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Poverty in Africa: Migration can help

09.06.2006

Poor Africans often choose to move. Households that can afford to send someone to Europe, mostly become wealthier. Households with people who move within Africa, experience less stress because there are less mouths to feed. These are the conclusions of Dutch researcher Fleur Wouterse. She made a quantitative analysis of the reasons for and consequences of migration for farming households in four villages in the Central Plateau of Burkina Faso.

Migration plays an important role in poverty alleviation. Moving within Africa (continental migration) is a long-established practice in response to drought and low agricultural productivity. Wouterse's research revealed that households with continental migrants are poorer than those with migrants to destinations outside of Africa. Continental migration yields little money in the form of bank transfers and leads to less income from labour-intensive activities. The welfare position of the household does however improve, mainly due to migration reducing the size of the household.

In recent decades intercontinental migration, mainly to Western Europe, has become important. Households with intercontinental migrants have more capital and can therefore make use of opportunities to obtain income in Europe. The households receive a relatively large amount of money in the form of bank transfers, which are partly invested in capital intensive activities. This strongly improves the welfare position of the households. There are also advantages for the countries of destination. Low-skilled migrants form a source of cheap labour for the receiving country. Immigration can therefore help to relieve the increasing pressure on the welfare state resulting from the ageing population in much of Western Europe.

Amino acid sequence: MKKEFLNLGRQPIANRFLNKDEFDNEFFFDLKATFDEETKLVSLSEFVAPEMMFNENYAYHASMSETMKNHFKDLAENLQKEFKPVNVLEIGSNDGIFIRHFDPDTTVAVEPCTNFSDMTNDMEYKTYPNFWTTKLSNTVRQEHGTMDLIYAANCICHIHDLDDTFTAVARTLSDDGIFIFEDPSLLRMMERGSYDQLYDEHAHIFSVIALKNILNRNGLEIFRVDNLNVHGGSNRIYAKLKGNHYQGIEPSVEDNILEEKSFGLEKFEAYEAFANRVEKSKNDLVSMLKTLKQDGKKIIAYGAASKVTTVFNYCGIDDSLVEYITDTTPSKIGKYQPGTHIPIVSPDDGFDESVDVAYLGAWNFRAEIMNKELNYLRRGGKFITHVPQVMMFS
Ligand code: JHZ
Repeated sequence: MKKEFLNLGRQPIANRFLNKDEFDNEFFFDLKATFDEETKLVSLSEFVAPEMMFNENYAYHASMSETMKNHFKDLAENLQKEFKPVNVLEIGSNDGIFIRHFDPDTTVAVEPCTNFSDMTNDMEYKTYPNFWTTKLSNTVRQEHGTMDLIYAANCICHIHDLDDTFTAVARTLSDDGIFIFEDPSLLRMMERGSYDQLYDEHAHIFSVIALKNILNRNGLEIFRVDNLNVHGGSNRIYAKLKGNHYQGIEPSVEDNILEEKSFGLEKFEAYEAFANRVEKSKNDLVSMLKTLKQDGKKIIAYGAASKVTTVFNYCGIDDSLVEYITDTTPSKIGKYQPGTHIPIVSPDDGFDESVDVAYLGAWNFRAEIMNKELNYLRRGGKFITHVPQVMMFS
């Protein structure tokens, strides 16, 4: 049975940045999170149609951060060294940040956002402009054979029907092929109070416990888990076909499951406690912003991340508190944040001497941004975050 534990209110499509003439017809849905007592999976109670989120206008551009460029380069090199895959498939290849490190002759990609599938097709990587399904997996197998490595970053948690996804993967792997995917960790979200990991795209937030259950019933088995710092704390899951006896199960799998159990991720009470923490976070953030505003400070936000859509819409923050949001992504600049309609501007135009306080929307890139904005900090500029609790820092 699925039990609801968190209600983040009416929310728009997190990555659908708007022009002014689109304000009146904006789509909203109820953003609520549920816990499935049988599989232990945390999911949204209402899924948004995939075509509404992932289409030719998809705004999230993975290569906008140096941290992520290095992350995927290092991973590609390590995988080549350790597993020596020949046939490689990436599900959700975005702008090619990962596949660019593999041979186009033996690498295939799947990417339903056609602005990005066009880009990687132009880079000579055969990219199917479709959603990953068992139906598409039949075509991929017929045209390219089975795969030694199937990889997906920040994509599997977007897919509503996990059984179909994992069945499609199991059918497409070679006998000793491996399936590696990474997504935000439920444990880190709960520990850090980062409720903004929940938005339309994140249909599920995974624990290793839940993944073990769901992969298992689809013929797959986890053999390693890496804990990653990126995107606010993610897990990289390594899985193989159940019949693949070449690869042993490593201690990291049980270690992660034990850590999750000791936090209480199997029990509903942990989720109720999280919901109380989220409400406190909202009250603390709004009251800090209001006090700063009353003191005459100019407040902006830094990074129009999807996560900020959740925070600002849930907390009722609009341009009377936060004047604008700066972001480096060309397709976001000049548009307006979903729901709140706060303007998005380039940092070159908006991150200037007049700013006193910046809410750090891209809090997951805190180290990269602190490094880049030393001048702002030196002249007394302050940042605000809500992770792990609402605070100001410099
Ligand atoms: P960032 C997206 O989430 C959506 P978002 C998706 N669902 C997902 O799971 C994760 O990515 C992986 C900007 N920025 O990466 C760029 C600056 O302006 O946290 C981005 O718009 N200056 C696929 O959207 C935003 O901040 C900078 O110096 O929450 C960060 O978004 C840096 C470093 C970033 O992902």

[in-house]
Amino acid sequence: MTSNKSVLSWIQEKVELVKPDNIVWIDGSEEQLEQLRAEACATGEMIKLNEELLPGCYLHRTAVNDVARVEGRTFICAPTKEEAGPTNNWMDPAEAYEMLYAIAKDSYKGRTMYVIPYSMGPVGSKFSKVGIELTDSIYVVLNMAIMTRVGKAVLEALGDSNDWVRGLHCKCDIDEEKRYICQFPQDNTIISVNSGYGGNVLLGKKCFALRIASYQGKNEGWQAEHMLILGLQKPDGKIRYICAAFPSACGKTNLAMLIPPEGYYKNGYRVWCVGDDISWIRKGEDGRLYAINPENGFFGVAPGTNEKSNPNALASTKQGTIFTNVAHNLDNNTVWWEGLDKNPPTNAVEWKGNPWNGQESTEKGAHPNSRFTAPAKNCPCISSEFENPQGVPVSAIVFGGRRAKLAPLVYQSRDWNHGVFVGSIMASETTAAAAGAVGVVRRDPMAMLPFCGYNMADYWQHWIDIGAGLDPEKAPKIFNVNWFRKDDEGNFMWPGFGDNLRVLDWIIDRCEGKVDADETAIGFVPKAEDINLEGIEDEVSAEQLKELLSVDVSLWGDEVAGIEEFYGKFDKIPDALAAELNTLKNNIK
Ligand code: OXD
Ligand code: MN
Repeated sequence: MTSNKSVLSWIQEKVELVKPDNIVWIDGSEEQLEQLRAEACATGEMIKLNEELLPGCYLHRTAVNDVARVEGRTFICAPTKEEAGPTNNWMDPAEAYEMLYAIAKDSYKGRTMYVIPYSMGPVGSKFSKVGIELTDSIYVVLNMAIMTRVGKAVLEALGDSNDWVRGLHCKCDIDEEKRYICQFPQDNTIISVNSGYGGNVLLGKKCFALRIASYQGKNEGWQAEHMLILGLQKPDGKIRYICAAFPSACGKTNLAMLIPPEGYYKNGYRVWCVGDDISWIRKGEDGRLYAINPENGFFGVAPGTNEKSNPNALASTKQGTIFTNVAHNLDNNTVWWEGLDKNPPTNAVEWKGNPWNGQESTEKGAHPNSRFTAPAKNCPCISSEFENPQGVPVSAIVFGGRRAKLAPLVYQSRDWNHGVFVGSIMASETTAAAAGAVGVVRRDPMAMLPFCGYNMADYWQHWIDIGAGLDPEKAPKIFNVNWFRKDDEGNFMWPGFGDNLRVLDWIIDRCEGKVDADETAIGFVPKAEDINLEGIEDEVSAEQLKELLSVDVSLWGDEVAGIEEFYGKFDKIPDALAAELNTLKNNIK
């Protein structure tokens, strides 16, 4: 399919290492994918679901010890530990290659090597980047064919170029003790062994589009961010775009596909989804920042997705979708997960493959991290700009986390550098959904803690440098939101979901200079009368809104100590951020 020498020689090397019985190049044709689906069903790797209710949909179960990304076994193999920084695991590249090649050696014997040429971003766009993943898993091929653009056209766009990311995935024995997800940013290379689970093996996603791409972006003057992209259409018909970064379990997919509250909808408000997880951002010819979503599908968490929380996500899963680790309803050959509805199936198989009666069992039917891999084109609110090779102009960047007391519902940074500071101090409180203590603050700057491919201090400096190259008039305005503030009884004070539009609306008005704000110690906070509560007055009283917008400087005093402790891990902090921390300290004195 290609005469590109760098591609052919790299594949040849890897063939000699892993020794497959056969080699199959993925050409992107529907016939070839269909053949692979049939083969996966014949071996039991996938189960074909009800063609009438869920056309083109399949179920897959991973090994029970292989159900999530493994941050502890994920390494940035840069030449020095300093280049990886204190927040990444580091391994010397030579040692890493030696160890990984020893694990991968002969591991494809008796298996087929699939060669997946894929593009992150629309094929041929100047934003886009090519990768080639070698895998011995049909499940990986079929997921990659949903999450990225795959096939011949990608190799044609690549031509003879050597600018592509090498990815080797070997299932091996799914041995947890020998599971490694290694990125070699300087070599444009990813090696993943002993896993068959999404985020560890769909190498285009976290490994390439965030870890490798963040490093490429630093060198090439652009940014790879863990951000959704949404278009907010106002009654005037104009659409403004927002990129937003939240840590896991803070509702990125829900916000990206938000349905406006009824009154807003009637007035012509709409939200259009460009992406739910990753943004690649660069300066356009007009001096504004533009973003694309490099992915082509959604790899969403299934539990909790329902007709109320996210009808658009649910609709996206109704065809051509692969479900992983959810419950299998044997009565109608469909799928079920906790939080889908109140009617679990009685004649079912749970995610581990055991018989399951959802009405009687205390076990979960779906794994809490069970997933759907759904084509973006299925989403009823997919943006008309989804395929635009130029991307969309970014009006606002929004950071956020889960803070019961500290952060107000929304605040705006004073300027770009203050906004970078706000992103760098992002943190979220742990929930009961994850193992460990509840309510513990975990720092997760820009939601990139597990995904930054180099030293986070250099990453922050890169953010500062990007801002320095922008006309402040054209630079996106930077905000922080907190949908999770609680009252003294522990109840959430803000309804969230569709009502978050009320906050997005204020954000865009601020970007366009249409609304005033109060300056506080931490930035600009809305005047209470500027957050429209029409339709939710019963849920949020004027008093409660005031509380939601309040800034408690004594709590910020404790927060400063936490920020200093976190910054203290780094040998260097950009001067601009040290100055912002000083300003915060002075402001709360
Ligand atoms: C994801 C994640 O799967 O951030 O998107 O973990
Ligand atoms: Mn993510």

Win-win situation

The creation of a win-win situation for migration from Africa to Europe is strongly dependent on policy and agreements. If the policy of the migrant-sending countries focuses on improving public facilities and infrastructure this can, for example, increase the chances of the money transferred being invested productively. A system of labour exchange between Europe and Africa can work well, if the disadvantages of previous and existing guest worker programmes are avoided. However, this will only be the case if the positive consequences of migration for the migrant-sending and migrant-receiving economies are recognised at a European level.

Kim van den Wijngaard | alfa
Further information:
http://www.nwo.nl/nwohome.nsf/pages/NWOA_6Q9FV6_Eng

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